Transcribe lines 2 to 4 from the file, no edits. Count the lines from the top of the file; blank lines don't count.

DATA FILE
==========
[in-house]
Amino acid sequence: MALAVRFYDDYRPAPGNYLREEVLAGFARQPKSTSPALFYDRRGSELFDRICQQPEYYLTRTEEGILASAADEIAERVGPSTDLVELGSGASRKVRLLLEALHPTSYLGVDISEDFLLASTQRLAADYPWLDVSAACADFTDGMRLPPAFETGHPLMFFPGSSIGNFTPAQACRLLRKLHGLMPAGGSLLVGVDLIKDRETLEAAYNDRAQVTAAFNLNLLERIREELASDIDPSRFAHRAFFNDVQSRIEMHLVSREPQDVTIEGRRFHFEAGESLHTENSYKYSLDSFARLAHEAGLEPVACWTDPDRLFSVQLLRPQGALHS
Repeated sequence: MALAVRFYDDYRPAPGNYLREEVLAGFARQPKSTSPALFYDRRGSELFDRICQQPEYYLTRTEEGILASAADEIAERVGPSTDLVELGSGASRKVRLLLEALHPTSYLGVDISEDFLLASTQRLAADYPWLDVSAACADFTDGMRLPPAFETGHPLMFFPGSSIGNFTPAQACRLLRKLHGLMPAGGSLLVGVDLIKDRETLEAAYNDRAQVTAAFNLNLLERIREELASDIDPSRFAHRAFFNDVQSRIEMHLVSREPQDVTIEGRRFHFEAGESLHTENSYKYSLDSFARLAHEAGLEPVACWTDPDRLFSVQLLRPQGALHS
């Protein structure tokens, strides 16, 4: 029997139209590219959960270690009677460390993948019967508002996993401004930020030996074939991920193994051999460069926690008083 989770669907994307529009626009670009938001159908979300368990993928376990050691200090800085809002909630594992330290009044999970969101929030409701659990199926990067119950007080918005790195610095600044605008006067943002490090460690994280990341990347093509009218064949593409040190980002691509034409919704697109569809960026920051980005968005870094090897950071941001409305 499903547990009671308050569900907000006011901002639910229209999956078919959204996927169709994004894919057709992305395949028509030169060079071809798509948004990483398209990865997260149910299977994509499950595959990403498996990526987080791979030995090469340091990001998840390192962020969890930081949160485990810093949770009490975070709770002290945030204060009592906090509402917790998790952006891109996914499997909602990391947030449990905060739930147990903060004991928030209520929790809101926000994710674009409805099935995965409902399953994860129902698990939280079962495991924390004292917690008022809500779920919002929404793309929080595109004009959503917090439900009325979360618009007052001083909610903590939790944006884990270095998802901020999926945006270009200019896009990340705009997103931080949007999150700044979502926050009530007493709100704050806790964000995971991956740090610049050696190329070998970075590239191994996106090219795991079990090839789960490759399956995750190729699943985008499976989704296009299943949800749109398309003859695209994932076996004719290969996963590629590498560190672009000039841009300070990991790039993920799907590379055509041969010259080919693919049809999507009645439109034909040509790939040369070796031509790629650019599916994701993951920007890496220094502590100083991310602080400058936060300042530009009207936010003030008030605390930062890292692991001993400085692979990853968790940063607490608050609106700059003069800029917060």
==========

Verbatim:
Amino acid sequence: MALAVRFYDDYRPAPGNYLREEVLAGFARQPKSTSPALFYDRRGSELFDRICQQPEYYLTRTEEGILASAADEIAERVGPSTDLVELGSGASRKVRLLLEALHPTSYLGVDISEDFLLASTQRLAADYPWLDVSAACADFTDGMRLPPAFETGHPLMFFPGSSIGNFTPAQACRLLRKLHGLMPAGGSLLVGVDLIKDRETLEAAYNDRAQVTAAFNLNLLERIREELASDIDPSRFAHRAFFNDVQSRIEMHLVSREPQDVTIEGRRFHFEAGESLHTENSYKYSLDSFARLAHEAGLEPVACWTDPDRLFSVQLLRPQGALHS
Repeated sequence: MALAVRFYDDYRPAPGNYLREEVLAGFARQPKSTSPALFYDRRGSELFDRICQQPEYYLTRTEEGILASAADEIAERVGPSTDLVELGSGASRKVRLLLEALHPTSYLGVDISEDFLLASTQRLAADYPWLDVSAACADFTDGMRLPPAFETGHPLMFFPGSSIGNFTPAQACRLLRKLHGLMPAGGSLLVGVDLIKDRETLEAAYNDRAQVTAAFNLNLLERIREELASDIDPSRFAHRAFFNDVQSRIEMHLVSREPQDVTIEGRRFHFEAGESLHTENSYKYSLDSFARLAHEAGLEPVACWTDPDRLFSVQLLRPQGALHS
């Protein structure tokens, strides 16, 4: 029997139209590219959960270690009677460390993948019967508002996993401004930020030996074939991920193994051999460069926690008083 989770669907994307529009626009670009938001159908979300368990993928376990050691200090800085809002909630594992330290009044999970969101929030409701659990199926990067119950007080918005790195610095600044605008006067943002490090460690994280990341990347093509009218064949593409040190980002691509034409919704697109569809960026920051980005968005870094090897950071941001409305 499903547990009671308050569900907000006011901002639910229209999956078919959204996927169709994004894919057709992305395949028509030169060079071809798509948004990483398209990865997260149910299977994509499950595959990403498996990526987080791979030995090469340091990001998840390192962020969890930081949160485990810093949770009490975070709770002290945030204060009592906090509402917790998790952006891109996914499997909602990391947030449990905060739930147990903060004991928030209520929790809101926000994710674009409805099935995965409902399953994860129902698990939280079962495991924390004292917690008022809500779920919002929404793309929080595109004009959503917090439900009325979360618009007052001083909610903590939790944006884990270095998802901020999926945006270009200019896009990340705009997103931080949007999150700044979502926050009530007493709100704050806790964000995971991956740090610049050696190329070998970075590239191994996106090219795991079990090839789960490759399956995750190729699943985008499976989704296009299943949800749109398309003859695209994932076996004719290969996963590629590498560190672009000039841009300070990991790039993920799907590379055509041969010259080919693919049809999507009645439109034909040509790939040369070796031509790629650019599916994701993951920007890496220094502590100083991310602080400058936060300042530009009207936010003030008030605390930062890292692991001993400085692979990853968790940063607490608050609106700059003069800029917060």